Iraq’s Water Problems
My initial thought upon seeing this WaPo piece, “Iraqi Experts Tossed With The Water” was that Iraq’s water is probably better than D.C.’s. But the story is rather serious:
Al-Ani is an employee of the General Co. for Water Projects, one of 200-odd ventures in Iraq that are owned wholly or in part by the state and have been told they are ineligible for contracts being issued by the occupation. The company’s 187 workers still collect their government salaries but they now spend their days on floors two and three of a downtown building here playing video games, reading books and chitchatting to pass the time.
The decision to ban state-owned companies from reconstruction contracts funded by U.S. taxpayers was made for both legal and philosophical reasons. The Coalition Provisional Authority was unclear how U.S. regulations apply to a company that was owned by a rogue state that no longer exists. And it was hoping to redistribute wealth and power in a country that for decades was dominated by Saddam Hussein and his Baath Party loyalists.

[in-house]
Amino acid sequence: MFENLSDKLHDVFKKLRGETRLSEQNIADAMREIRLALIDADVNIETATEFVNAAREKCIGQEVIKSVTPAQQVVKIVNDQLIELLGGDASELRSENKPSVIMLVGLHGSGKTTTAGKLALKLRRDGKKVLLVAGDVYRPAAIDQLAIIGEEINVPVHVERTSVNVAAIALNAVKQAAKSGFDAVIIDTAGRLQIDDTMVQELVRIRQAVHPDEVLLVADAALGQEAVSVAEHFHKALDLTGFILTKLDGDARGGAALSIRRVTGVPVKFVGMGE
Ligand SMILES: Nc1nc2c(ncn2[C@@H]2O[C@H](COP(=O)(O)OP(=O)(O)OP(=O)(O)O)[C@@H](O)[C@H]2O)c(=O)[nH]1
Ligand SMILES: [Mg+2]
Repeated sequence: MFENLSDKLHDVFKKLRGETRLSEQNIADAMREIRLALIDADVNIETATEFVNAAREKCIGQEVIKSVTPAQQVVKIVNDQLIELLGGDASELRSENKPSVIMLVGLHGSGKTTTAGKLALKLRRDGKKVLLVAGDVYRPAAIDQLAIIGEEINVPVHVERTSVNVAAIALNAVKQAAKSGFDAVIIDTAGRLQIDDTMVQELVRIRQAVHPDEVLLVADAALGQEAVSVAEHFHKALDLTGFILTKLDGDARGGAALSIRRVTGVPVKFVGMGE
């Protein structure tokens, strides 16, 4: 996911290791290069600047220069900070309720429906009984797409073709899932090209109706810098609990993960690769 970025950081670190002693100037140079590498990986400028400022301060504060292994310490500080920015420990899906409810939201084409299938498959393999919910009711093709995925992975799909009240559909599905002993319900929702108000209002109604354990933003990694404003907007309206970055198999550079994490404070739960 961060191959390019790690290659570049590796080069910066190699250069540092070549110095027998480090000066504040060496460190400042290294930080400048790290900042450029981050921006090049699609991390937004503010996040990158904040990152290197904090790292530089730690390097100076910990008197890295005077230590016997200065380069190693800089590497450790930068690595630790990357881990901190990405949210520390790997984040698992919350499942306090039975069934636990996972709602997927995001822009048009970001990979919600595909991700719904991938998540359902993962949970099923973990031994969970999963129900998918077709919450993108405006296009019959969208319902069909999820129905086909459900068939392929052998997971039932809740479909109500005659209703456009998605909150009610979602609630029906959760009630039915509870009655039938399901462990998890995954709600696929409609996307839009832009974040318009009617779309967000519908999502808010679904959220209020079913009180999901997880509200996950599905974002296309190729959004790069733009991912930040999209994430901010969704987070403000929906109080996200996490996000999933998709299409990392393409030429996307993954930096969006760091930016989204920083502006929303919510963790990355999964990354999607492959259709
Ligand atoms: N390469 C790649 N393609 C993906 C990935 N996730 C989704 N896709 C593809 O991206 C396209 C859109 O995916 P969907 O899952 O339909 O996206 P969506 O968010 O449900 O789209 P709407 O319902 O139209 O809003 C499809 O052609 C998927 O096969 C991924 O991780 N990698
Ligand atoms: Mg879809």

The problem is that practically every company of significance — including those responsible for essential public works such as the electrical grid and telephone system — was owned by the government. The Iraqi ministries have shifted some of the roughly 400,000 workers involved to other government jobs, but the others remain sidelined. This is forcing the occupation to pay a premium for foreign workers and to import materials that could be made within the country.
“We have many good, viable government factories and it would benefit everyone if they were part of rebuilding the country,” said Sami Al-Araji, director general of planning for the Ministry of Industry and Minerals, which owns 45 companies.
Under the initial postwar plan, the state ventures were to have a major role in the reconstruction. They were to be privatized, modernized and made profitable by foreign investors and wealthy Iraqis. But after some Iraqi leaders objected, saying they were uneasy about the idea of selling off state assets without the backing of a democratically elected government, the plan was delayed. The question of what to do with these companies has been in limbo ever since.
This was a strange move, indeed, as this was a lesson identified* during the post-WWII occupation in Germany. Trying to run the show without former Nazis was futile, as almost anyone in a position of authority had to show allegiance to the party. I agree that trying to privatize the state-owned facilities prior to a turnover would have been problematic. The obvious answer would have been to have run it under Coalition auspices. I understand the desire to maintain the illusion that we’re not an occupying force, given our benevolent intent, but that’s what we are.
*At a recent conference, I learned that the military has quit using the term “lessons learned,” noting that the lesson is often not actually “learned” since we keep making the same mistakes.